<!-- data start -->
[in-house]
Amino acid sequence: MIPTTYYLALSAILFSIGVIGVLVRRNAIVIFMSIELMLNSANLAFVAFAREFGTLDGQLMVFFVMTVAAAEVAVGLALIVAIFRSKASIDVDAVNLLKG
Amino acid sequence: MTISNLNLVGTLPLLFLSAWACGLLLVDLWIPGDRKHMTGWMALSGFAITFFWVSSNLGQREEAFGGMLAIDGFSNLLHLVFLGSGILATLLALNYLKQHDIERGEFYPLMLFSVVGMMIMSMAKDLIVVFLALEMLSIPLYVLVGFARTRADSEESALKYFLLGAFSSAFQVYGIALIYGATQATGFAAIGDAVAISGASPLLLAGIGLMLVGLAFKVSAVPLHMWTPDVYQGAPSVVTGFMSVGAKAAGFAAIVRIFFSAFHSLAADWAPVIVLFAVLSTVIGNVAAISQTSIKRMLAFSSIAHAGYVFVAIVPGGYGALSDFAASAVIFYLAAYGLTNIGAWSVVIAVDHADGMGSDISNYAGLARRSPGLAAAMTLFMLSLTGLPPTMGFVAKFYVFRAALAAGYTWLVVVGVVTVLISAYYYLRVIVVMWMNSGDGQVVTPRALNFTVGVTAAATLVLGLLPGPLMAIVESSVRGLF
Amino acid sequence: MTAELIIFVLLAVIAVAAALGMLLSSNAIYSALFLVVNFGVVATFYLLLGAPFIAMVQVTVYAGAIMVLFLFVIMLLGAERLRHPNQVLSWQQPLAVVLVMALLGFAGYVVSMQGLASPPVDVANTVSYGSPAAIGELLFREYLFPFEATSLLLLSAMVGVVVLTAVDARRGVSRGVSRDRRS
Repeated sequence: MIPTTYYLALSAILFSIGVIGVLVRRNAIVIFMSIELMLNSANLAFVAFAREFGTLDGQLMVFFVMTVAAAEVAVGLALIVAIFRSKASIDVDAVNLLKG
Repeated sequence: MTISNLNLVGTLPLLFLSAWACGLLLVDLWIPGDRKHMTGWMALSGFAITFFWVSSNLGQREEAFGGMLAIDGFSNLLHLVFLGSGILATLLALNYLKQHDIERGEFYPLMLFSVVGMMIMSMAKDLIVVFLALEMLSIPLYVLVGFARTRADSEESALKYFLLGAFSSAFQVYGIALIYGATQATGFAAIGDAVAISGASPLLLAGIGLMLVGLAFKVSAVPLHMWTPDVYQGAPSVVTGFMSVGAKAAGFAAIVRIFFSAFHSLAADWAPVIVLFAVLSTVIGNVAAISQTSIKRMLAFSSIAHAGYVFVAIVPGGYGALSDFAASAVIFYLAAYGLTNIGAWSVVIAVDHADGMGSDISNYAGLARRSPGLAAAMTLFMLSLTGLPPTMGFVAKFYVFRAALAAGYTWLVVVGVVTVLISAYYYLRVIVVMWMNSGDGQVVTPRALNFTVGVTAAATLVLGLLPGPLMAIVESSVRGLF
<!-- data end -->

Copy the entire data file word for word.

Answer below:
[in-house]
Amino acid sequence: MIPTTYYLALSAILFSIGVIGVLVRRNAIVIFMSIELMLNSANLAFVAFAREFGTLDGQLMVFFVMTVAAAEVAVGLALIVAIFRSKASIDVDAVNLLKG
Amino acid sequence: MTISNLNLVGTLPLLFLSAWACGLLLVDLWIPGDRKHMTGWMALSGFAITFFWVSSNLGQREEAFGGMLAIDGFSNLLHLVFLGSGILATLLALNYLKQHDIERGEFYPLMLFSVVGMMIMSMAKDLIVVFLALEMLSIPLYVLVGFARTRADSEESALKYFLLGAFSSAFQVYGIALIYGATQATGFAAIGDAVAISGASPLLLAGIGLMLVGLAFKVSAVPLHMWTPDVYQGAPSVVTGFMSVGAKAAGFAAIVRIFFSAFHSLAADWAPVIVLFAVLSTVIGNVAAISQTSIKRMLAFSSIAHAGYVFVAIVPGGYGALSDFAASAVIFYLAAYGLTNIGAWSVVIAVDHADGMGSDISNYAGLARRSPGLAAAMTLFMLSLTGLPPTMGFVAKFYVFRAALAAGYTWLVVVGVVTVLISAYYYLRVIVVMWMNSGDGQVVTPRALNFTVGVTAAATLVLGLLPGPLMAIVESSVRGLF
Amino acid sequence: MTAELIIFVLLAVIAVAAALGMLLSSNAIYSALFLVVNFGVVATFYLLLGAPFIAMVQVTVYAGAIMVLFLFVIMLLGAERLRHPNQVLSWQQPLAVVLVMALLGFAGYVVSMQGLASPPVDVANTVSYGSPAAIGELLFREYLFPFEATSLLLLSAMVGVVVLTAVDARRGVSRGVSRDRRS
Repeated sequence: MIPTTYYLALSAILFSIGVIGVLVRRNAIVIFMSIELMLNSANLAFVAFAREFGTLDGQLMVFFVMTVAAAEVAVGLALIVAIFRSKASIDVDAVNLLKG
Repeated sequence: MTISNLNLVGTLPLLFLSAWACGLLLVDLWIPGDRKHMTGWMALSGFAITFFWVSSNLGQREEAFGGMLAIDGFSNLLHLVFLGSGILATLLALNYLKQHDIERGEFYPLMLFSVVGMMIMSMAKDLIVVFLALEMLSIPLYVLVGFARTRADSEESALKYFLLGAFSSAFQVYGIALIYGATQATGFAAIGDAVAISGASPLLLAGIGLMLVGLAFKVSAVPLHMWTPDVYQGAPSVVTGFMSVGAKAAGFAAIVRIFFSAFHSLAADWAPVIVLFAVLSTVIGNVAAISQTSIKRMLAFSSIAHAGYVFVAIVPGGYGALSDFAASAVIFYLAAYGLTNIGAWSVVIAVDHADGMGSDISNYAGLARRSPGLAAAMTLFMLSLTGLPPTMGFVAKFYVFRAALAAGYTWLVVVGVVTVLISAYYYLRVIVVMWMNSGDGQVVTPRALNFTVGVTAAATLVLGLLPGPLMAIVESSVRGLF